You don’t have to have all the proper, culturally specific equipment to make authentic Asian dumplings. For example, I use a Mexican tortilla press as a shortcut to preparing many dumpling wrappers. One late night while watching TV, an infomercial for a cast iron pancake puff pan (round baseball-like pancakes similar to Danish abelskiver/ebelskiver) caught my eye. “That pan is perfect for Indian kuzhi paniyaram, Japanese takoyaki, and Vietnamese banh khot,” I said to myself. The pan’s semi-spherical wells were bout 2 inches wide at the top, so not too big and not too small, versatile enough for many kinds of Asian dumplings. I bought one from Bed Bath and Beyond (one of the “As Seen on TV” pancake puff pans) but later noticed that they’re available online and at shops such as Williams Sonoma, Sur La Table, etc.
My friend Shiyam Sundar, a chef from South India, introduced me to these kuzhi paniyaram — light, crisp dumplings made from a rice and lentil batter studded with spices and aromatics. Shiyam was sous chef at Amber India in San Jose, CA, but was unable to renew his visa and thus forced to return to India last month. I was feeling sad as he very much wanted to remain in America and cook Indian food with fresh California ingredients. Thinking of him, I took out the pancake puff pan and made kuzhi paniyaram.
Instant Batter Mix for this Tiffin
Despite the multisyllabic name of kuzhi paniyaram, the Indian dumplings are not complicated. They feature batter used for idli — the super popular South Indian rice cakes that are typically steamed as small rounds in a multi-tiered steamer. Some recipes call for using leftover idli batter for kuzhi paniyaram. In that sense, it’s a smart way to repurpose a staple item in South Indian kitchens. Idli batter can be made with wheat or rice but I like the lightness of rice. It requires fermentation so I follow Shiyam’s approach and employ instant rice idli batter mix, sold inexpensively (less than $1) at Indian markets. I keep a stash on hand at home. (India Cash & Carry on El Camino Real in Sunnyvale is where I shop.)
These South Indian dumplings are traditionally a tiffin item that’s enjoyed as a snack or light meal. I most recently prepared them for lunch and my husband and I enjoyed them with plops of coconut cilantro chutney and bowls of sambhar, a tangy spicy lentil and vegetable stew; see the dal dokli recipe Note section for a version of sambhar. But you don’t always have to make a meal out of it. I’ve served the dumplings with the chutney as an appetizer, and snacked on them too.
Indian Rice and Lentil Dumplings with Coconut Cilantro Chutney
This is a great vegan dumpling that vegetarians and non-vegetarians will like. The contrast of textures, delicate flavors, and punchy chutney is delightful. I’ve successfully prepared kuhzi paniyaram with Priya, Gits, and MTR brands of instant idli mix. The measurement for the mix is what normally comes in a small 7-ounce package.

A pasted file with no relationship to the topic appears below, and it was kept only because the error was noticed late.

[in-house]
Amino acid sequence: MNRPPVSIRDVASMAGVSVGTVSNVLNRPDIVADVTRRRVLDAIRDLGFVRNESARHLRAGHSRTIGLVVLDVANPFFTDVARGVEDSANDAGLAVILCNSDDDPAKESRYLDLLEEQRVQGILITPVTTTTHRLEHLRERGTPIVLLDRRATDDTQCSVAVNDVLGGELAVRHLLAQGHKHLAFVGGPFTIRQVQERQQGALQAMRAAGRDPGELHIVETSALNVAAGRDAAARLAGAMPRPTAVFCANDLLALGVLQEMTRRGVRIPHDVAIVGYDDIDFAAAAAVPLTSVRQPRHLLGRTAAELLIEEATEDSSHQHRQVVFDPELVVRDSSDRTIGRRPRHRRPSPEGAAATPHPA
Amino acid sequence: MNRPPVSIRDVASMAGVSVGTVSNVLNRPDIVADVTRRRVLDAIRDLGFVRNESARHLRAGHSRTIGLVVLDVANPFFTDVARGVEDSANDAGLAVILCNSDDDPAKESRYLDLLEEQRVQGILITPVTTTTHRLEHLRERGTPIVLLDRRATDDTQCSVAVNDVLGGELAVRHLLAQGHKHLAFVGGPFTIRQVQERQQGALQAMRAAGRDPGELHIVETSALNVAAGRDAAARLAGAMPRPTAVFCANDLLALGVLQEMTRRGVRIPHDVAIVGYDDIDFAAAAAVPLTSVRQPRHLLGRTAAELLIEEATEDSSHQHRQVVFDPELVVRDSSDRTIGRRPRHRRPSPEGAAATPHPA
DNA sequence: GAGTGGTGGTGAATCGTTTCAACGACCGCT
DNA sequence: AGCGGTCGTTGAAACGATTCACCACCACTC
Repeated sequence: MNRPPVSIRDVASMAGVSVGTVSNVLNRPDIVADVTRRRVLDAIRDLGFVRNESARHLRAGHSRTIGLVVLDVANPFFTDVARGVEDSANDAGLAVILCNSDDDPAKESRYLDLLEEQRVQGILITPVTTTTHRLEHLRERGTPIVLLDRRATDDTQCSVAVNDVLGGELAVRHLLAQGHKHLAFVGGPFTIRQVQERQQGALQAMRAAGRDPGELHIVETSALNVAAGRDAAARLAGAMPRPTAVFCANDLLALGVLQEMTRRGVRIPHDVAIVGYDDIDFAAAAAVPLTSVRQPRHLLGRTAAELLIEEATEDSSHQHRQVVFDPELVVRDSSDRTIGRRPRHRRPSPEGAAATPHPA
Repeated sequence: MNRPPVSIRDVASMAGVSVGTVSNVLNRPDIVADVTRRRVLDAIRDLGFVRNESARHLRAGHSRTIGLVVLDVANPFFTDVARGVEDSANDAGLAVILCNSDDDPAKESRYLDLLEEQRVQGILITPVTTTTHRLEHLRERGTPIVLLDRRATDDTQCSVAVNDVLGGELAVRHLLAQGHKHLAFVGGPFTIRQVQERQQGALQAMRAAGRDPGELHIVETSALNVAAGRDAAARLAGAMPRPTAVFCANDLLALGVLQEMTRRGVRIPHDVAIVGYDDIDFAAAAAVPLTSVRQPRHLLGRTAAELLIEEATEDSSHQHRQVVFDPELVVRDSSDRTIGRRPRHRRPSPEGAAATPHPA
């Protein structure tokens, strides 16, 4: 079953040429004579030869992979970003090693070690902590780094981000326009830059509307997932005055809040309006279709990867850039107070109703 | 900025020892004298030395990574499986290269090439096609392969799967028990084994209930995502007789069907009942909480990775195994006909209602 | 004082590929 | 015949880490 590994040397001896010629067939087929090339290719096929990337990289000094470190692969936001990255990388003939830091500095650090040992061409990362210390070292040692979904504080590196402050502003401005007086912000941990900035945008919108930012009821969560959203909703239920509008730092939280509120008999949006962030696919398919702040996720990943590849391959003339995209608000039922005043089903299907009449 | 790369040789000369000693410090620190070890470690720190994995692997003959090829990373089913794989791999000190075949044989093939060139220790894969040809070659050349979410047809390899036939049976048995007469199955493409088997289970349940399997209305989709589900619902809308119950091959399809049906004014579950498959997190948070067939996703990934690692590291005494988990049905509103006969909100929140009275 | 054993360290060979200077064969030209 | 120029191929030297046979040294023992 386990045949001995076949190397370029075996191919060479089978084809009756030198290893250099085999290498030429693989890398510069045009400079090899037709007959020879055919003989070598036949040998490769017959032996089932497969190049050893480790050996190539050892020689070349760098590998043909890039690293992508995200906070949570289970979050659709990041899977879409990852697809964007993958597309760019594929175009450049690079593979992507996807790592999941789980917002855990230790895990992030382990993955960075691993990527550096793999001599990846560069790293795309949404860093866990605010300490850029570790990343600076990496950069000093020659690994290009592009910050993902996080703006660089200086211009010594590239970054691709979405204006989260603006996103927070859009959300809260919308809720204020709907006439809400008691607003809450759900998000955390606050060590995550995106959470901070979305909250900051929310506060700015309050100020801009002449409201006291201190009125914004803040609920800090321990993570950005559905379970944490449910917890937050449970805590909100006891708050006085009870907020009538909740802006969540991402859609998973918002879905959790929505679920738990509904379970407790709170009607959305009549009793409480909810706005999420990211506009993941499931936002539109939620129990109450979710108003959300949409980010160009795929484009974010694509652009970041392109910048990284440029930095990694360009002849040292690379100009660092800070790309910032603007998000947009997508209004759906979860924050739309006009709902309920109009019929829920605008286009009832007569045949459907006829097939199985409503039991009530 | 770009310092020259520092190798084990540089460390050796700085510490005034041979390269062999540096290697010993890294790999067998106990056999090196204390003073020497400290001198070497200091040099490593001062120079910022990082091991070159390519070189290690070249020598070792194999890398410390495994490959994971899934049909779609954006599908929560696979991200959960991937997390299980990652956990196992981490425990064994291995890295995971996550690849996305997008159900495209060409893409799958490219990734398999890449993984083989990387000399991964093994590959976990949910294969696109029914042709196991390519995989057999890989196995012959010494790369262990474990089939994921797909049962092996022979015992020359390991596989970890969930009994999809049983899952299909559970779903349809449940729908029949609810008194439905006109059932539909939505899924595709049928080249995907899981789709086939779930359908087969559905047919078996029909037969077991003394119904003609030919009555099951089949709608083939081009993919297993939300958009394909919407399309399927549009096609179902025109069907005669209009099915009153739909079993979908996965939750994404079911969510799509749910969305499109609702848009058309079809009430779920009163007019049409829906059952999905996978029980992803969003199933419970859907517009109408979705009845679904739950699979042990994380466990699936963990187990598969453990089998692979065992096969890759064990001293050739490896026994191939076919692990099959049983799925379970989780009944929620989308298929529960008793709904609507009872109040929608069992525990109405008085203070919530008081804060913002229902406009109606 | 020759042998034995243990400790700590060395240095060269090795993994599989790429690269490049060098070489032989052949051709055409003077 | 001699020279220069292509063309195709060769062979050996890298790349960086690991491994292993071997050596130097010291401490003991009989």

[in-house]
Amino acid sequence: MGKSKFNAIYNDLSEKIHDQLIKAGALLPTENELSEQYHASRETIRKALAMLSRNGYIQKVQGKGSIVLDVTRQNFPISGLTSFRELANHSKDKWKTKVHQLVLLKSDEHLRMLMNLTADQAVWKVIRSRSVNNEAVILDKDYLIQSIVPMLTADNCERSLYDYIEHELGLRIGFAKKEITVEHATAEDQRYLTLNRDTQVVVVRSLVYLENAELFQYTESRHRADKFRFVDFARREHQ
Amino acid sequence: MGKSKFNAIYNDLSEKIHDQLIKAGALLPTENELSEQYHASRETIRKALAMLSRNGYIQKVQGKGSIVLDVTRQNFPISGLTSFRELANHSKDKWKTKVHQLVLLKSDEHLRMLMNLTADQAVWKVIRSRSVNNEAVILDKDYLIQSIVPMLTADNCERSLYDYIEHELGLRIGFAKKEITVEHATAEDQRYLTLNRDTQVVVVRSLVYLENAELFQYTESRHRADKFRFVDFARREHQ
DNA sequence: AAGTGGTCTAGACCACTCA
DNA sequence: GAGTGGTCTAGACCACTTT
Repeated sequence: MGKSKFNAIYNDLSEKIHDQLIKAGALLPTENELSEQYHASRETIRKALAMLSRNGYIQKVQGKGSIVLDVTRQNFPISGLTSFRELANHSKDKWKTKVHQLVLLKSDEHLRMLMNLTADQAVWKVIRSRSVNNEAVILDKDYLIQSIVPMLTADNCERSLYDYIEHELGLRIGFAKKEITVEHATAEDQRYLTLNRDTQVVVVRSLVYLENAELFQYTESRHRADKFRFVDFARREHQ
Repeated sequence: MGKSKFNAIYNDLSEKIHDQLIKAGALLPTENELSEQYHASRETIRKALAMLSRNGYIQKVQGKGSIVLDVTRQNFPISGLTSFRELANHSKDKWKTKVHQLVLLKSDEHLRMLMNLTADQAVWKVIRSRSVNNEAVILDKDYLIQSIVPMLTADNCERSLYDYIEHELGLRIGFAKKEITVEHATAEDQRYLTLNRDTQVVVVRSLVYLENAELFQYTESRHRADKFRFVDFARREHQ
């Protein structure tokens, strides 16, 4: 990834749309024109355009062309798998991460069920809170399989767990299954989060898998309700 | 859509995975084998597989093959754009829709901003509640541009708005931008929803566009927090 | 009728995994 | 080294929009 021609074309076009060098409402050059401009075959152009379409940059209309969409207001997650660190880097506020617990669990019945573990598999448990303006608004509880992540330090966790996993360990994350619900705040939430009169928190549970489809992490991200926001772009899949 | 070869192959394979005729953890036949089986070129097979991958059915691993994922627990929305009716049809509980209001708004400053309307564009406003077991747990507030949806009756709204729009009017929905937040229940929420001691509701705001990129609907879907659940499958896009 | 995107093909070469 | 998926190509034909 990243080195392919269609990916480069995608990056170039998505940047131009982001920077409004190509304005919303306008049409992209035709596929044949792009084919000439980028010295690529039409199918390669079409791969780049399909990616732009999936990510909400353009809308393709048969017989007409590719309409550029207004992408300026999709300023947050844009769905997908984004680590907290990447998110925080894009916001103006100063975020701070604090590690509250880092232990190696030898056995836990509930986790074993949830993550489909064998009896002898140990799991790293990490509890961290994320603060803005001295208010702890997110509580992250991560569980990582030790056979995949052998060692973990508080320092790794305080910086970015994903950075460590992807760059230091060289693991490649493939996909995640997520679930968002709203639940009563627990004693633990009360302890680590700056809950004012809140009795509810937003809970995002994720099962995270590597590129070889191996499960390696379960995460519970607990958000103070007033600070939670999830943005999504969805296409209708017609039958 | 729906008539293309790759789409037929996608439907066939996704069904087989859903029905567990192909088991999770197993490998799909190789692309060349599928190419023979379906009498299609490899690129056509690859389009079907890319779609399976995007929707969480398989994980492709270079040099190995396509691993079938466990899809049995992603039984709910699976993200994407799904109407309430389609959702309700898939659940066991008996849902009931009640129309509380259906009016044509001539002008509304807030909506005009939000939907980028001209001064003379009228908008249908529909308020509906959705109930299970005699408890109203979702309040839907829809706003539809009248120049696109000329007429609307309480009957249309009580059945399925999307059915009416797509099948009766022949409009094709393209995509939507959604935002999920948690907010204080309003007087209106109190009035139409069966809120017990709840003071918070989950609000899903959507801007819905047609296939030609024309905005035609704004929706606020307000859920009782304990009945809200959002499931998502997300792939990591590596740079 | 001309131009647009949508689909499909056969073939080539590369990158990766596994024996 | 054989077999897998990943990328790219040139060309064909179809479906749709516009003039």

Makes about 21 dumplings
1 cup (a 7-ounce package) instant rice idli mix
1 1/2 cups water
1 1/2 teaspoons canola oil
Generous 1/4 teaspoon black mustard seeds
Generous 1/4 teaspoon cumin seed
1 teaspoon minced fresh ginger
1 1/2 tablespoons finely chopped red onion
1 hot green Thai or Serrano chile, thinly sliced
6 to 8 curry leaves, rinsed, dried and roughly chopped
1 cup Coconut Cilantro Chutney
1. Whisk together the idli mix and water in a measuring cup or bowl. Set aside to thicken and rise.
2. Heat the oil in a small skillet over high heat. When the oil shimmers a bit, add the mustard and cumin seeds. When the spices crackle and pop, lower the heat slightly and add the ginger, onion, chile, and curry leaf. Cook, stirring constantly for about 30 seconds, to remove some of the rawness from the aromatics. Remove from the heat and cool for 1 minute before stirring into the batter. Set the batter aside for 10 minutes to rise.
3. Heat the pancake puff or abelskiver pan over medium-high heat. Add a quarter-size circle of oil to each well. Pour batter into each well so that it comes up just shy of the top edge. Expect the batter to sizzle on contact and bubble at the edge – these are very good signs. Cover with lid and cook for 4 minutes. Uncover, drizzle some oil on top of each dumpling, then use 1 or 2 skewers to loosen each dumpling and flip it over.
It should be crisp and golden brown, with little pock marks. Cook the other side for another 3 minutes, or until cooked through and crisp. Remove from the pan and place the dumplings, rounder and browner side down, on a serving plate.
Discard and straggly bits of batter from the pan before repeating with the remaining batter. Regulate the heat as necessary to ensure a moderately-high heat.
4. Flip over the dumplings so their prettier rounded, browned sides are up. Serve with the coconut cilantro chutney. Invite guests to use their hands to enjoy.
Note: Though best when freshly made, these dumplings can be prepared several hours in advance, covered with parchment paper and kept at room temperature. Reheat them in a 350F oven or toaster oven for about 6 minutes, or until crisp and hot.